On the date of hearing the applicant argued that the point in limine was only raised in the opposing affidavit and was not pursued further in 1st respondent’s heads. The 1st respondent admitted that but submitted that a point in limine as a question of law can be raised at any time during the hearing of the application. The applicant had urged the Court to regard the point in limine as having been abandoned which argument was opposed by the 1st respondent. I am with the 1st respondent on this aspect and I ruled that the point in limine was indeed a legal point which can be raised at any stage during the application. I allowed the 1st respondent to address the court on the preliminary point. My view was that if the point in limine was upheld, it will definitely be capable of disposing of the application.

Mr Mutomba for the 1st respondent submitted that the improper citation of a party renders the application void. Mr Mutomba cited the matter of Matida v Chairman, PSC and Anor 1998 (1) ZLR 507 (H) Adam j at p 509 G-F had this to say relating to the citation:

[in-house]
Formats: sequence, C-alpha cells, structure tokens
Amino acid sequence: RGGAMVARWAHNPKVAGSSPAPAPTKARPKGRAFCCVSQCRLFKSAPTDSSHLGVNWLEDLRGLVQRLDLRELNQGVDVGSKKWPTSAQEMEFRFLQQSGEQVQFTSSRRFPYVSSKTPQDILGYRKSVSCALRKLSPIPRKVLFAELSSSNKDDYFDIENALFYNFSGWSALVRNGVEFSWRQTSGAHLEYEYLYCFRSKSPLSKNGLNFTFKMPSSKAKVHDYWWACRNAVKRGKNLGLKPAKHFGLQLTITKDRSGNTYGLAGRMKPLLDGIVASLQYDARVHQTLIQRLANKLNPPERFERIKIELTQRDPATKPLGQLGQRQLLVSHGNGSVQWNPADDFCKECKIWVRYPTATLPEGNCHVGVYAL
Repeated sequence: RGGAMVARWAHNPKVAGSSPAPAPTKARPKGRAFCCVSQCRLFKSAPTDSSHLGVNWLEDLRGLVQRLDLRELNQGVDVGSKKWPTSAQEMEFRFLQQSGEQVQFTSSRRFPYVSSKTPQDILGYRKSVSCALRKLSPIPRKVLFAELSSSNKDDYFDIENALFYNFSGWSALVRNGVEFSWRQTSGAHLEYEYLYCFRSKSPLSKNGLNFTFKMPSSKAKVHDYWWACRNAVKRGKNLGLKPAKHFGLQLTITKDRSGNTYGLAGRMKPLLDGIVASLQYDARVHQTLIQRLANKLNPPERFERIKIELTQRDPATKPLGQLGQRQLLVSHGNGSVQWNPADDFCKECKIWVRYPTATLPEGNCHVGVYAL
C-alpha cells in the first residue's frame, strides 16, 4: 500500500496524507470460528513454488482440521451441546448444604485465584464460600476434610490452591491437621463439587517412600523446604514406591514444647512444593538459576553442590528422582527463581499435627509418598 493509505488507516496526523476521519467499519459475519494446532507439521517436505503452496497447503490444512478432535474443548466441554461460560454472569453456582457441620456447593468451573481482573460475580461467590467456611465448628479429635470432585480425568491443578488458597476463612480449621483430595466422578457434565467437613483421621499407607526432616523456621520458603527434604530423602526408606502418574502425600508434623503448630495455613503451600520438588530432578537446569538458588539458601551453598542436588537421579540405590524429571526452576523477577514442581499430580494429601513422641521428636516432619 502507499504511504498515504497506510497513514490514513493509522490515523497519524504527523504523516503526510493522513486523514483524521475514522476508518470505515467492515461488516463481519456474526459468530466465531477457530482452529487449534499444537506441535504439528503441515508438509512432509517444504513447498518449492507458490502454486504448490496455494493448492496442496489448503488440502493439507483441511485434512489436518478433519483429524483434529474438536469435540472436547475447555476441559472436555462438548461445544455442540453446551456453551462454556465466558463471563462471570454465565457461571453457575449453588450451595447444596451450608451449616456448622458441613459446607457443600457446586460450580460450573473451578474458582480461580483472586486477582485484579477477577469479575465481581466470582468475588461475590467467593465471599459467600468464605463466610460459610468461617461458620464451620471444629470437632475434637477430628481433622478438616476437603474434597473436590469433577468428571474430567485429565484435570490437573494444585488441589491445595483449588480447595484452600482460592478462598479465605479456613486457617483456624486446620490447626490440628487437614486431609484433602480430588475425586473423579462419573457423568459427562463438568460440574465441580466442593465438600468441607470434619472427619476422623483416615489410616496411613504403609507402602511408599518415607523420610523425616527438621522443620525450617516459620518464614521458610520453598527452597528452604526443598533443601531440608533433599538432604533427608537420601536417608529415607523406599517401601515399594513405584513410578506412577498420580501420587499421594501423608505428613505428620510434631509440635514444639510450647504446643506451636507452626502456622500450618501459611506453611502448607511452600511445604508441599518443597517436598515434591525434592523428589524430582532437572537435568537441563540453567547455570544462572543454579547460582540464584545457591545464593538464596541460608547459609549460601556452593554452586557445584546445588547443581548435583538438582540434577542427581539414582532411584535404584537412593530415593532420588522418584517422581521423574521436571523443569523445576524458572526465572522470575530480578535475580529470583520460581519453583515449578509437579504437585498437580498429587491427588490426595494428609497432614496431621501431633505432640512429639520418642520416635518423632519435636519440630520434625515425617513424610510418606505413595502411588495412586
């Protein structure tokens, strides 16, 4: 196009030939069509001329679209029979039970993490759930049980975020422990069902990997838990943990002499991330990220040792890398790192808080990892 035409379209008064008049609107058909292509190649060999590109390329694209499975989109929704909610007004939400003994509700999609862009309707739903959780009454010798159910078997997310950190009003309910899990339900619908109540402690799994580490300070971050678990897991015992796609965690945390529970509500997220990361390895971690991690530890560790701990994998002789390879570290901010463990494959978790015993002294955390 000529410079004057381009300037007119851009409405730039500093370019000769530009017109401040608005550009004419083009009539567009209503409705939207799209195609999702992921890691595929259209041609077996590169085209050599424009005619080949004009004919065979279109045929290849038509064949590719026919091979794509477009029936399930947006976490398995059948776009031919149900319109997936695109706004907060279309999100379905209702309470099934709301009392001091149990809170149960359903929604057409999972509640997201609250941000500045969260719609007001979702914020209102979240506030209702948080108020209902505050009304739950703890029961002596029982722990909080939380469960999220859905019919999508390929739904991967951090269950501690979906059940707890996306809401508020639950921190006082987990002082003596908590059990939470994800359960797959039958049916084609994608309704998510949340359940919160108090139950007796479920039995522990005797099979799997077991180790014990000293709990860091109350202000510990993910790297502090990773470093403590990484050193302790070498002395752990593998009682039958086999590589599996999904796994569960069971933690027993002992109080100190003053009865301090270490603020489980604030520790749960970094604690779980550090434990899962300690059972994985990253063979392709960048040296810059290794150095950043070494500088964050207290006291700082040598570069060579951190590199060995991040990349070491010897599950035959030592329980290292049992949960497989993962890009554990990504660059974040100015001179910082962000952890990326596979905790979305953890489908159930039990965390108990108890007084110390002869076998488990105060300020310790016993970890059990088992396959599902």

“Now that court application, firstly, cites the Chairman of the Public Service Commission as the first respondent. Yet, the annexure to the founding affidavit gives the Public Service Commission as the decision maker. The wrong party has been cited. Rule 256 surely is concerned with the decision or proceedings of the legal persona, be that an inferior court, tribunal, board or officer. This means it is that legal persona whose decision or proceeding has to be reviewed that must be cited and the application must be directed and delivered, in the case of the tribunal or board, to the Chairman of that body. See in this regard Maxwebo v Chairman, Public Service Commission HH 125-97 at p 6-7 where smith j said: